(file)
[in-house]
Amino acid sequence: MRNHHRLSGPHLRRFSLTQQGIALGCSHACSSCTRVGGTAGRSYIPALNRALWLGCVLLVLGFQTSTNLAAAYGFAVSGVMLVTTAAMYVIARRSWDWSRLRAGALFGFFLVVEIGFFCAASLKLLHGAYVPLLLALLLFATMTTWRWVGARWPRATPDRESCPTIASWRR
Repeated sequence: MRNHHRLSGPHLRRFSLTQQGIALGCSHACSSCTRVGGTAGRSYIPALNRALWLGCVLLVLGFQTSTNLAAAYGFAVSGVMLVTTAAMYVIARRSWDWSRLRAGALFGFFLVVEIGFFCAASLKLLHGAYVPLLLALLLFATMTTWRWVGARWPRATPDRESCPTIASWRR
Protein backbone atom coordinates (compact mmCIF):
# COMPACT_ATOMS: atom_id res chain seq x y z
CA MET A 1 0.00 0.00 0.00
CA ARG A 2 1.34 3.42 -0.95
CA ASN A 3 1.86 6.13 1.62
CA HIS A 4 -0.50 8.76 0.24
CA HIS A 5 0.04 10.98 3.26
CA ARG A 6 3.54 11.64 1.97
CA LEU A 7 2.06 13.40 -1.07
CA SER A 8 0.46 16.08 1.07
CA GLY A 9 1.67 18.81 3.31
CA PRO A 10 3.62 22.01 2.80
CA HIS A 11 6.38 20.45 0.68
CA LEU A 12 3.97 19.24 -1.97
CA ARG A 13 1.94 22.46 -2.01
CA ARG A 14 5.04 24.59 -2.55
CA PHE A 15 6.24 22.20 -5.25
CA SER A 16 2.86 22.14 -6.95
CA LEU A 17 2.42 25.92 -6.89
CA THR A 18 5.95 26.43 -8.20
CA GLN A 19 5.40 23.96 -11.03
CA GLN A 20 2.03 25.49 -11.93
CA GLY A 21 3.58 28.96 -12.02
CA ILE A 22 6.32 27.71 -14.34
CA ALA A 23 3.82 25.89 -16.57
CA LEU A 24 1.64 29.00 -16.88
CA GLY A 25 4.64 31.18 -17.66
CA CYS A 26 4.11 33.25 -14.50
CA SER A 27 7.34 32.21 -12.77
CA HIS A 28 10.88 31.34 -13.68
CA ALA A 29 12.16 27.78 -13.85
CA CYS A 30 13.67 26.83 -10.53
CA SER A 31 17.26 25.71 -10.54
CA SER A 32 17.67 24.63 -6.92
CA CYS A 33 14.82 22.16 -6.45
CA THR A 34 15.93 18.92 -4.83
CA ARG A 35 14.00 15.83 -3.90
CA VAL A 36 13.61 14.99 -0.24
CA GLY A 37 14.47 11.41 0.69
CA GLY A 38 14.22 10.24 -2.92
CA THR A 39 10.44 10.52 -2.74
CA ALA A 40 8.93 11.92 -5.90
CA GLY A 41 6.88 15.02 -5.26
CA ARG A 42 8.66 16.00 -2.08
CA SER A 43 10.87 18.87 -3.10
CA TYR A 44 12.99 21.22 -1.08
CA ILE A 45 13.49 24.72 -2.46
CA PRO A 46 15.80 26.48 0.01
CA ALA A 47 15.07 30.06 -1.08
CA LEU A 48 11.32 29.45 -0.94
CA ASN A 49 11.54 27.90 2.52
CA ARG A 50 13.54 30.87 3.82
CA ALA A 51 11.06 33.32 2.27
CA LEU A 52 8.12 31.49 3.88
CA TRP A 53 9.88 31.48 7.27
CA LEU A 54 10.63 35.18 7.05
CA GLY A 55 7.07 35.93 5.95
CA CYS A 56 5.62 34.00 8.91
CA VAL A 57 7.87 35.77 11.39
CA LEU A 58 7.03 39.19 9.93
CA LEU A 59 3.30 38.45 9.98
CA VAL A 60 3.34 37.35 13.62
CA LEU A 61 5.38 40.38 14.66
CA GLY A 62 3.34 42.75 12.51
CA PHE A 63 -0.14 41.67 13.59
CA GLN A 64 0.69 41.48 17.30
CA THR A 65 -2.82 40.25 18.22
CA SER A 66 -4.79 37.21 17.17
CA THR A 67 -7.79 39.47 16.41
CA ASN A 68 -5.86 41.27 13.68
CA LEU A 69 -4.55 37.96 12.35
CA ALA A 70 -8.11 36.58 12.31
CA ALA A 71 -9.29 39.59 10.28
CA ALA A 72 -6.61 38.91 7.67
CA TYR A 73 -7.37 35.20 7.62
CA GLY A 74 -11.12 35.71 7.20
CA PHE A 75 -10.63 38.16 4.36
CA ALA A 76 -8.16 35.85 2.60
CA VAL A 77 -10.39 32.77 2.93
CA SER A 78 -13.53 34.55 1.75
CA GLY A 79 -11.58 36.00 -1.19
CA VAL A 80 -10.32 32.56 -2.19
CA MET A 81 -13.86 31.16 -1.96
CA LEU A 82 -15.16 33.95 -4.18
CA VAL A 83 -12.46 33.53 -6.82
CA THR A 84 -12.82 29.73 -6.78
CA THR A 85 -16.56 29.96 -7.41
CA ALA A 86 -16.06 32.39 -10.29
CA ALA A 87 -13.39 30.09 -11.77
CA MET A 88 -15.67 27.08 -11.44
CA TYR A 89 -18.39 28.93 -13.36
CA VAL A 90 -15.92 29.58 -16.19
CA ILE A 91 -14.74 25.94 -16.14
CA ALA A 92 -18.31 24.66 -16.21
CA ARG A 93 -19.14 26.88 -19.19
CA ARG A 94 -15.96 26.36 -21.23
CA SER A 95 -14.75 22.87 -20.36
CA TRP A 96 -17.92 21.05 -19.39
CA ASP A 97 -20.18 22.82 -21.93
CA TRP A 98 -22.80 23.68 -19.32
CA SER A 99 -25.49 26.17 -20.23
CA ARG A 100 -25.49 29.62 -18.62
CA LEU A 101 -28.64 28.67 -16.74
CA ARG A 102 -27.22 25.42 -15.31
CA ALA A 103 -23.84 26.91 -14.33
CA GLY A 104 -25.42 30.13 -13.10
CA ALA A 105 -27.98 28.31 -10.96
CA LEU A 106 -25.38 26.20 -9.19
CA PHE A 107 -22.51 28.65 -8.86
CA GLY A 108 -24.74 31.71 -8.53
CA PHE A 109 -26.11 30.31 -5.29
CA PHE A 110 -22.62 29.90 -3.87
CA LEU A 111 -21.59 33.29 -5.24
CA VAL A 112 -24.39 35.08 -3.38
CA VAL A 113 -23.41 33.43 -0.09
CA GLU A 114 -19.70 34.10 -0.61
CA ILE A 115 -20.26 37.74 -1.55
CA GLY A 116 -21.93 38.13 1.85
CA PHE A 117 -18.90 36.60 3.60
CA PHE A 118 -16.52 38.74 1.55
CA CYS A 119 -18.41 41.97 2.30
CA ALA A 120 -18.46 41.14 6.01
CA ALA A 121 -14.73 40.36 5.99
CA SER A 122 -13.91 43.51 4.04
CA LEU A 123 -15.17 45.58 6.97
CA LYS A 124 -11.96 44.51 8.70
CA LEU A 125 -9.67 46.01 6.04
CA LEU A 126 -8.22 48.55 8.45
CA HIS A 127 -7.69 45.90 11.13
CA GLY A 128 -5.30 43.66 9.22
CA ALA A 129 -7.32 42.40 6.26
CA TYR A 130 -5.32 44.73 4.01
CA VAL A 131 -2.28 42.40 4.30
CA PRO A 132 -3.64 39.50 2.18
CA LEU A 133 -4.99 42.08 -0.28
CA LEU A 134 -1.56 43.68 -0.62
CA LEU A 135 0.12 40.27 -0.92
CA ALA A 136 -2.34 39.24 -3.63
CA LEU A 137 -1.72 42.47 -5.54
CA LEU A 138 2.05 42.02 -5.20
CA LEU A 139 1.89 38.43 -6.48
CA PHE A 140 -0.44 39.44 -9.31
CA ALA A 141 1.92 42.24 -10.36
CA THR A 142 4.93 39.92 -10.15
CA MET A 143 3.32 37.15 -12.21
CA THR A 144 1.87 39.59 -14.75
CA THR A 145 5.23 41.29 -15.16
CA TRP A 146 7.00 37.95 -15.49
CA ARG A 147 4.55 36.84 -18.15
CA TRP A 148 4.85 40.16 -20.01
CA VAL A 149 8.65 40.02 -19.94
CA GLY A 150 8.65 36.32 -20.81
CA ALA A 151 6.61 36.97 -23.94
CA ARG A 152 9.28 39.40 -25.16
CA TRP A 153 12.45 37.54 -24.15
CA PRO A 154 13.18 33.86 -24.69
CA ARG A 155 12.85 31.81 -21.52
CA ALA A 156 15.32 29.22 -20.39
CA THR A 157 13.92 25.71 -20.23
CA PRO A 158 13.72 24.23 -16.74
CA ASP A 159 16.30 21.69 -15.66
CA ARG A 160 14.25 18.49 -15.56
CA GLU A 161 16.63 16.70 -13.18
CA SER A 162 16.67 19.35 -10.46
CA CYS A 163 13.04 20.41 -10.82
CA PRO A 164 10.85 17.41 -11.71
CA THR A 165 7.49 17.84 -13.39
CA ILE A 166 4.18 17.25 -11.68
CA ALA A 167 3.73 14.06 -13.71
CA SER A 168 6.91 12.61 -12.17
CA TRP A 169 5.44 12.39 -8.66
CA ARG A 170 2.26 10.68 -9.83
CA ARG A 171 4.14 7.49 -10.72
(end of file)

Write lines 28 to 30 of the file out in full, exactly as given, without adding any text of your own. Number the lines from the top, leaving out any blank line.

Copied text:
CA ALA A 23 3.82 25.89 -16.57
CA LEU A 24 1.64 29.00 -16.88
CA GLY A 25 4.64 31.18 -17.66